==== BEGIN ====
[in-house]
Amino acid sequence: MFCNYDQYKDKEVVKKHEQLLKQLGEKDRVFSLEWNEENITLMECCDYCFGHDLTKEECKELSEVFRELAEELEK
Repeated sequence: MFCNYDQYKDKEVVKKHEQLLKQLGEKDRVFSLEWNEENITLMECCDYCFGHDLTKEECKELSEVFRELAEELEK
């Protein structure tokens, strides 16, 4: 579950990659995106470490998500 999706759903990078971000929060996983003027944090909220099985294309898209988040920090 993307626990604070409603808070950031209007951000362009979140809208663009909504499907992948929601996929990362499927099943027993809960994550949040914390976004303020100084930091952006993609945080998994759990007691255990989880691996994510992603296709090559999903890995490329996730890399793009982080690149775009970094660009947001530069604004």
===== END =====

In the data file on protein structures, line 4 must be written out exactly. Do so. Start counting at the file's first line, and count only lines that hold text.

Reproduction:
């Protein structure tokens, strides 16, 4: 579950990659995106470490998500 999706759903990078971000929060996983003027944090909220099985294309898209988040920090 993307626990604070409603808070950031209007951000362009979140809208663009909504499907992948929601996929990362499927099943027993809960994550949040914390976004303020100084930091952006993609945080998994759990007691255990989880691996994510992603296709090559999903890995490329996730890399793009982080690149775009970094660009947001530069604004």